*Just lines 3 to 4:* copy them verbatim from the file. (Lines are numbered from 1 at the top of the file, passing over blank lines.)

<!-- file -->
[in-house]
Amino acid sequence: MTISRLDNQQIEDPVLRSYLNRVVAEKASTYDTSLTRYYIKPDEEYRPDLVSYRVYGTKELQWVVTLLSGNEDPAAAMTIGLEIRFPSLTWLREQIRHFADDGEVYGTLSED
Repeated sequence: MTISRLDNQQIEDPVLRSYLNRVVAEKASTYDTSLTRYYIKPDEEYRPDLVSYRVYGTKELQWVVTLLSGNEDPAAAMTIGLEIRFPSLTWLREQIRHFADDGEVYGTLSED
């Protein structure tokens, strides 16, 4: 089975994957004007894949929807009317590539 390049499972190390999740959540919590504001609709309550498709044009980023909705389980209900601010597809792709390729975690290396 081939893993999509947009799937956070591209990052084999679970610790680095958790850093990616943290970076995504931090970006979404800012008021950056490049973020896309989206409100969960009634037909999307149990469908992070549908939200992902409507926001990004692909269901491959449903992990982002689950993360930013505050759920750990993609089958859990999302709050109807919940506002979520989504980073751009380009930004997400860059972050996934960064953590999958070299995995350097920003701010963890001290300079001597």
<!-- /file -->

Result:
Repeated sequence: MTISRLDNQQIEDPVLRSYLNRVVAEKASTYDTSLTRYYIKPDEEYRPDLVSYRVYGTKELQWVVTLLSGNEDPAAAMTIGLEIRFPSLTWLREQIRHFADDGEVYGTLSED
């Protein structure tokens, strides 16, 4: 089975994957004007894949929807009317590539 390049499972190390999740959540919590504001609709309550498709044009980023909705389980209900601010597809792709390729975690290396 081939893993999509947009799937956070591209990052084999679970610790680095958790850093990616943290970076995504931090970006979404800012008021950056490049973020896309989206409100969960009634037909999307149990469908992070549908939200992902409507926001990004692909269901491959449903992990982002689950993360930013505050759920750990993609089958859990999302709050109807919940506002979520989504980073751009380009930004997400860059972050996934960064953590999958070299995995350097920003701010963890001290300079001597």